Can base excess and anion gap predict lactate level in diagnosis of septic shock?
Authors Pongmanee W, Vattanavanit V
Received 6 October 2017
Accepted for publication 29 November 2017
Published 20 December 2017 Volume 2018:10 Pages 1—7
Checked for plagiarism Yes
Review by Single-blind
Peer reviewer comments 2
Editor who approved publication: Dr Hans-Christoph Pape
Werapon Pongmanee,1 Veerapong Vattanavanit2
1Department of Internal Medicine, 2Division of Critical Care Medicine, Department of Internal Medicine, Faculty of Medicine, Prince of Songkla University, Hat Yai, Songkhla, Thailand
Background: Lactate measurement is the key component in septic shock identification and resuscitation. However, point-of-care lactate testing is not widely used due to the lack of access to nearby test equipment. Biomarkers such as serum lactate, anion gap (AG), and base excess (BE) are used in determining shock in patients with seemingly normal vital signs.
Purpose: We aimed to determine if these biomarkers can be used interchangeably in patients with septic shock in the emergency setting.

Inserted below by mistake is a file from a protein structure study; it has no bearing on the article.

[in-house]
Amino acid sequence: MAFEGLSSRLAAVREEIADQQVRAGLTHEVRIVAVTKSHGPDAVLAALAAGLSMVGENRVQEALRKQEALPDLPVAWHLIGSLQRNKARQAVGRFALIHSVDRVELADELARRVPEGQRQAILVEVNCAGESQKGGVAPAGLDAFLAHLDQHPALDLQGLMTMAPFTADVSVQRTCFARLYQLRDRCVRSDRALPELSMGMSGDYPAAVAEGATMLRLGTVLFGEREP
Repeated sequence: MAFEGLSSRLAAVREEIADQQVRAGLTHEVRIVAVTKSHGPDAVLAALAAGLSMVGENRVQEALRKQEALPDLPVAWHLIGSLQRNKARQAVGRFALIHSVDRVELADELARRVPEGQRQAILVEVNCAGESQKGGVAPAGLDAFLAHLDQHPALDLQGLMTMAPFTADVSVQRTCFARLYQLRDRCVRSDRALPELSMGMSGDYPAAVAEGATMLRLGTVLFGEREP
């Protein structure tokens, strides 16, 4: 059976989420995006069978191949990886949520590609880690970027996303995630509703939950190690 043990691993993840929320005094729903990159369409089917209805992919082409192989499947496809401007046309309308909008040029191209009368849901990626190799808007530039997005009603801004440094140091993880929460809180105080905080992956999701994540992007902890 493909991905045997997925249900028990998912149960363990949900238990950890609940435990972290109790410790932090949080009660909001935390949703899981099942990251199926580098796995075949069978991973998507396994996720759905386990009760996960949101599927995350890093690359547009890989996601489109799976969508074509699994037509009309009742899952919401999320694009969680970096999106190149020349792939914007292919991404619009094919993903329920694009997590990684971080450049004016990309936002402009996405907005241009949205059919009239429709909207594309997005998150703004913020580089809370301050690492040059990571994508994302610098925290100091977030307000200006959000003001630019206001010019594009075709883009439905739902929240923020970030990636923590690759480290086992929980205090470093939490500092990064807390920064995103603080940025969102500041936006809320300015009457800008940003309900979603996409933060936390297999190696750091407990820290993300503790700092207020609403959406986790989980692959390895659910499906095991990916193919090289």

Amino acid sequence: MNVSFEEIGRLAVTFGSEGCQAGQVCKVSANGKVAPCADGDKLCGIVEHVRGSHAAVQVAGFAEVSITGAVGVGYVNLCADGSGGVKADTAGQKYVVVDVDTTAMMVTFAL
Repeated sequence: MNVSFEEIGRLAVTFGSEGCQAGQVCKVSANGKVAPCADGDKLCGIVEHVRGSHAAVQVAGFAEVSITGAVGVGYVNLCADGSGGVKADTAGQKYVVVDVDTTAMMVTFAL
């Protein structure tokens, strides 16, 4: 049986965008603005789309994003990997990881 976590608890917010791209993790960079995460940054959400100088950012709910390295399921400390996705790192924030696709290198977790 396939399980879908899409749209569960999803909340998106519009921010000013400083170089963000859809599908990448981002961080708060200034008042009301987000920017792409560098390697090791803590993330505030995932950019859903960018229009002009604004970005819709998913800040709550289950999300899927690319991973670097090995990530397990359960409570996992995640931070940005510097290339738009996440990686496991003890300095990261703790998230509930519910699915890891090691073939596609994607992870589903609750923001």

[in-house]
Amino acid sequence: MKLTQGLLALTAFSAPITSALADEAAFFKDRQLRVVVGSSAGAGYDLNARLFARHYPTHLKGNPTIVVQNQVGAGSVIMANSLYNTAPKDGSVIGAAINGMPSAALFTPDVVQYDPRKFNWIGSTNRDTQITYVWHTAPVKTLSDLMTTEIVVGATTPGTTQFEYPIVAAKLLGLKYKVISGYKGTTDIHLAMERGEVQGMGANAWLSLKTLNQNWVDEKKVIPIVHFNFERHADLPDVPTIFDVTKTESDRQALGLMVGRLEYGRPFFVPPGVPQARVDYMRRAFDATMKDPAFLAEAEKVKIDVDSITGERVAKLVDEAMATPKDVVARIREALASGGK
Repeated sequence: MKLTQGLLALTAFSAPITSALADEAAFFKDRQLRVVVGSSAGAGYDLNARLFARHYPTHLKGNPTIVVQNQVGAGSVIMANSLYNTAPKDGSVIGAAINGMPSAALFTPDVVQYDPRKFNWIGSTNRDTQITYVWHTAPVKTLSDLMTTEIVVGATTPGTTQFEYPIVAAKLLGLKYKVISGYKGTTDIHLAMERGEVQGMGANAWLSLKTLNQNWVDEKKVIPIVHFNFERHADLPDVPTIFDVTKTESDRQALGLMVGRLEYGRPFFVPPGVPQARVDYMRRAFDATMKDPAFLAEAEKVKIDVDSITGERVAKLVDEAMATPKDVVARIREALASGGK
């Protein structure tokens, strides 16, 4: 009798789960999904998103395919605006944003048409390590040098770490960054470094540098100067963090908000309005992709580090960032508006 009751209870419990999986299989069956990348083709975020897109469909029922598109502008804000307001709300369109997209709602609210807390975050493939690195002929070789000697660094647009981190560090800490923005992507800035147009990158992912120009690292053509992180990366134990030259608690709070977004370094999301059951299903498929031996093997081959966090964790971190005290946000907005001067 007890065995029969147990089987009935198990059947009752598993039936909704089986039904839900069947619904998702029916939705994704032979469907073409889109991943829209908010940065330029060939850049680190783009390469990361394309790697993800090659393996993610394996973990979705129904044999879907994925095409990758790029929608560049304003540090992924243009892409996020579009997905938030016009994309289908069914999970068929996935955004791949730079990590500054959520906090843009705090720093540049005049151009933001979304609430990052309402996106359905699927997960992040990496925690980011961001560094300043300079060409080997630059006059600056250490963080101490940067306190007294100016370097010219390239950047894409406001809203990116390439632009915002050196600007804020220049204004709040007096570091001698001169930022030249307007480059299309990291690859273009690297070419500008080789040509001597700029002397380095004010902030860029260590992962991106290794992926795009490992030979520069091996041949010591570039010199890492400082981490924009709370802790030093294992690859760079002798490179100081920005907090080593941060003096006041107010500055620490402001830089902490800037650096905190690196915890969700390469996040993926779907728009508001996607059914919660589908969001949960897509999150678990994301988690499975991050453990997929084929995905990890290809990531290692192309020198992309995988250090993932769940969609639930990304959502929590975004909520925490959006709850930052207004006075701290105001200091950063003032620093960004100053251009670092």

Patients and methods: A prospective observational cohort study was undertaken at a tertiary hospital in southern Thailand. Baseline point-of-care BE, AG, and serum lactate were recorded in all patients presenting with septic shock at the emergency department. Overall correlations including area under the receiver operating characteristic curve (AUROC) for both BE and AG to predict serum lactate level were calculated.
Results: One hundred and fifteen patients were enrolled. Pearson correlation of serum lactate to BE was -0.59 (r2 = 0.35; 95% confidence interval [CI], -0.69 to -0.44; P < 0.001) and BE to AG was -0.67 (r2 = 0.49; 95% CI, -0.76 to -0.55; P < 0.001), and serum lactate to AG was 0.64 (r2 = 0.41; 95% CI, 0.52 to 0.74; P < 0.001). A cut-off point of 15.8 for AG identified a lactate level ≥2 mmol/L (sensitivity, 71.4%; specificity, 80.7%; and AUROC, 0.76), and the best cut-off value to predict a lactate level ≥4 mmol/L was 18.5 (sensitivity, 64.2%; specificity, 85.5%; and AUROC 0.78).
Conclusion: In patients with septic shock, lactate and AG showed a strong correlation with each other, whereas lactate and BE showed a moderate correlation with each other. Thus, these biomarkers can be used interchangeably to help determine septic shock earlier in patients.
Keywords: base excess, anion gap, lactate, septic shock
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